The burden of daily life


It is a black day in the very small world of Christopher Boon, who likes the police and red things but detests France and the colour yellow. One night, the boy finds a neighbour's poodle dead in her garden and is accused of being the one who killed it. Sparked by a desire to clear his name and intrigued by the puzzle, he decides to break the case himself. A book project is due for school and he figures this will make for an excellent murder mystery. Thus, he starts an investigation and writes meticulous notes of his thoughts and observations in a book. The very same book, in fact, that readers are holding in their hands: The Curious Incident of the Dog in the Night-Time by Mark Haddon.

There is a catch, though. Christopher is autistic. He has a brilliant understanding of mathematics and a passion for random scientific fun facts, but even the basic aspects of daily life are too much of a burden for him. His brain lacks certain filters to sort the incoming information, which means he has to rely on arbitrary strategies and patterns to bring some order to his life. But it's difficult to discern the moods of others when you find body language and metaphors just confusing. He therefore takes everything at face value, and is himself recklessly honest: "I do not tell jokes and I do not lie". It is precisely his blunt and neutral observations, however, which make the dry humour of the book.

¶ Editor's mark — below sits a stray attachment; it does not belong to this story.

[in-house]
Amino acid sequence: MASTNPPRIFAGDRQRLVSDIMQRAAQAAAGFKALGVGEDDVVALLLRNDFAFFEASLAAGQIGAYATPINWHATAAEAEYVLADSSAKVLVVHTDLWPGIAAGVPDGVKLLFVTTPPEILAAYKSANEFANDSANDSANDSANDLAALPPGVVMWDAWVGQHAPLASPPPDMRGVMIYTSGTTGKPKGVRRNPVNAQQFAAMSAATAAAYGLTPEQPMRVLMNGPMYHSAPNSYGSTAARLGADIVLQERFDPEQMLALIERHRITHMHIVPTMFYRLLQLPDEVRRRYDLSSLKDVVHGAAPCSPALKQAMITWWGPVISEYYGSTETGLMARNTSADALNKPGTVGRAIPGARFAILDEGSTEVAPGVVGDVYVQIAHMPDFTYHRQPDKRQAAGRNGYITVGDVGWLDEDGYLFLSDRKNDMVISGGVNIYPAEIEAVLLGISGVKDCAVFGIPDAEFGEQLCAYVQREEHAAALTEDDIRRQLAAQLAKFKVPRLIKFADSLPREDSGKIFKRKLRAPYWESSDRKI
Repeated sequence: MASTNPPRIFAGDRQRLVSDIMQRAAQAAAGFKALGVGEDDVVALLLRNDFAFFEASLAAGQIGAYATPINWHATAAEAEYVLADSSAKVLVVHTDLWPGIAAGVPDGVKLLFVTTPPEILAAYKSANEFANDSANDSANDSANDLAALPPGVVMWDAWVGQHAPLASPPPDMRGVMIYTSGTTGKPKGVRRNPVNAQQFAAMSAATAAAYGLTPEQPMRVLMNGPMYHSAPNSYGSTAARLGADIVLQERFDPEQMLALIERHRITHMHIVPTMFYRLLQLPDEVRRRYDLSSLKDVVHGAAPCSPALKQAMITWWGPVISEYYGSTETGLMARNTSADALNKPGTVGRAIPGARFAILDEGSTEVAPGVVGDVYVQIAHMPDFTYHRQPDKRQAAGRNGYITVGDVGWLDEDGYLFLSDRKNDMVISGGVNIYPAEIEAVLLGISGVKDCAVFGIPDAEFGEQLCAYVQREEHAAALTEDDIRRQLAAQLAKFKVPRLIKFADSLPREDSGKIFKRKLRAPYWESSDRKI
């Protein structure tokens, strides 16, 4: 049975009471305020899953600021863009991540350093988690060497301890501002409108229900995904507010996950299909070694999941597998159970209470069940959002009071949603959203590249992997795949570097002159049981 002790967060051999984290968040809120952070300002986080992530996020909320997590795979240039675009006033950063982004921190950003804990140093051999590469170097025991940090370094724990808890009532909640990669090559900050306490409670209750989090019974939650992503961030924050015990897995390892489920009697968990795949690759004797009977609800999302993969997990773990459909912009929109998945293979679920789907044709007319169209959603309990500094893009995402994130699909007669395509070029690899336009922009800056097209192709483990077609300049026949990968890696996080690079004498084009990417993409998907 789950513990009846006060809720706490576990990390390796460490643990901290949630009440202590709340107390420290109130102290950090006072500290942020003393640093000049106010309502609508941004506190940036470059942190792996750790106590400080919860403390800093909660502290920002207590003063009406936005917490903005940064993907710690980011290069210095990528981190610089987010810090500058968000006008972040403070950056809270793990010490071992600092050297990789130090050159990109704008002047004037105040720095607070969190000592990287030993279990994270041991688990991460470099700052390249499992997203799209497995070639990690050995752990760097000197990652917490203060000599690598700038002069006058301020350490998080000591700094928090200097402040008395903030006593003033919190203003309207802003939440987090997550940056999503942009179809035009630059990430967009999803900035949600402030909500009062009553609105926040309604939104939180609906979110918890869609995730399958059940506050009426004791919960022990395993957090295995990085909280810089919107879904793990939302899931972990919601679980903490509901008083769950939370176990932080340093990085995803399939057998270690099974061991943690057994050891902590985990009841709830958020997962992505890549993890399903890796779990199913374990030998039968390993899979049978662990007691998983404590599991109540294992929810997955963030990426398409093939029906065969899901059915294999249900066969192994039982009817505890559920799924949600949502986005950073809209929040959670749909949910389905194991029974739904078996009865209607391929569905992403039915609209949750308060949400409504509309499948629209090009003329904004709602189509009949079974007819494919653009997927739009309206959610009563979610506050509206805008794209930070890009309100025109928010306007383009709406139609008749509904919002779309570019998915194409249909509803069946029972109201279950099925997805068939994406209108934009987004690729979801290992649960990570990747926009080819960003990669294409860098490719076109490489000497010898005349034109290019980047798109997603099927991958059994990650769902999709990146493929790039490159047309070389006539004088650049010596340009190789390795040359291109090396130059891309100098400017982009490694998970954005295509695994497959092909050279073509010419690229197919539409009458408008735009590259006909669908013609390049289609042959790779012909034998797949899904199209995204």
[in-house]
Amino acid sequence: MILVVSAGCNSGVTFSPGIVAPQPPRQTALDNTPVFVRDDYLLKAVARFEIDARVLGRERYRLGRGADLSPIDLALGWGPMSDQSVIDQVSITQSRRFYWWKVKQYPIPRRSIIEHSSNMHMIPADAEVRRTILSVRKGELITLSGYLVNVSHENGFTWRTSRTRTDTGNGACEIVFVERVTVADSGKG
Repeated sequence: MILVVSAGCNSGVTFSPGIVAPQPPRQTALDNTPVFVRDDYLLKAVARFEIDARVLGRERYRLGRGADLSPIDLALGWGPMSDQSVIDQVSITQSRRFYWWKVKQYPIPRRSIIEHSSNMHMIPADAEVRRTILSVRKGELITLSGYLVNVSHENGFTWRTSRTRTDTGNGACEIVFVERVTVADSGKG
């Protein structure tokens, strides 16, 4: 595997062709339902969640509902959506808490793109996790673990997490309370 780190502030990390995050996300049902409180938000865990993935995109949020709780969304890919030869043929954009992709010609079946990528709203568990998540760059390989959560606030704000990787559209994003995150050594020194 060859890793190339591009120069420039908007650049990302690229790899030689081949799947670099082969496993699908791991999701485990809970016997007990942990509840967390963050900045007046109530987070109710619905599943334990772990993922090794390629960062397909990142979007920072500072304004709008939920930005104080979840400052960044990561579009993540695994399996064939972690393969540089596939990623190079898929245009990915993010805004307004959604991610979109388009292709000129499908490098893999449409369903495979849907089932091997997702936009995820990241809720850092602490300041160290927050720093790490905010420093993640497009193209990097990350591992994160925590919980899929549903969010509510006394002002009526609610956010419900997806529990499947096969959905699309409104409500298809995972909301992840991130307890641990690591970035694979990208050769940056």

It was a brilliant decision by the author, Haddon, to write this book entirely from the viewpoint of an autistic child. As Chistopher is writing not only about solving the mystery but also about writing the book itself, the reader gains intimate insight into what it can be like to live with such a condition. And to view the world from such a peculiar angle – be it little details like the numbering of the chapters (all prime numbers), or large problems when you realise how Christopher's focus on details means that he misses the big picture. The simple style of the book can be irritating at times, but it also helps to understand how Christopher's environment reacts towards him. Thus, the book is part mystery novel, part family drama. The end is somewhat disappointing, mainly because some of the characters come off as too flat and the course of events is a bit farfetched. But this shouldn't stop you from reading it – it would be a pity to miss all the good parts. A curious book indeed.


Tim Aretz

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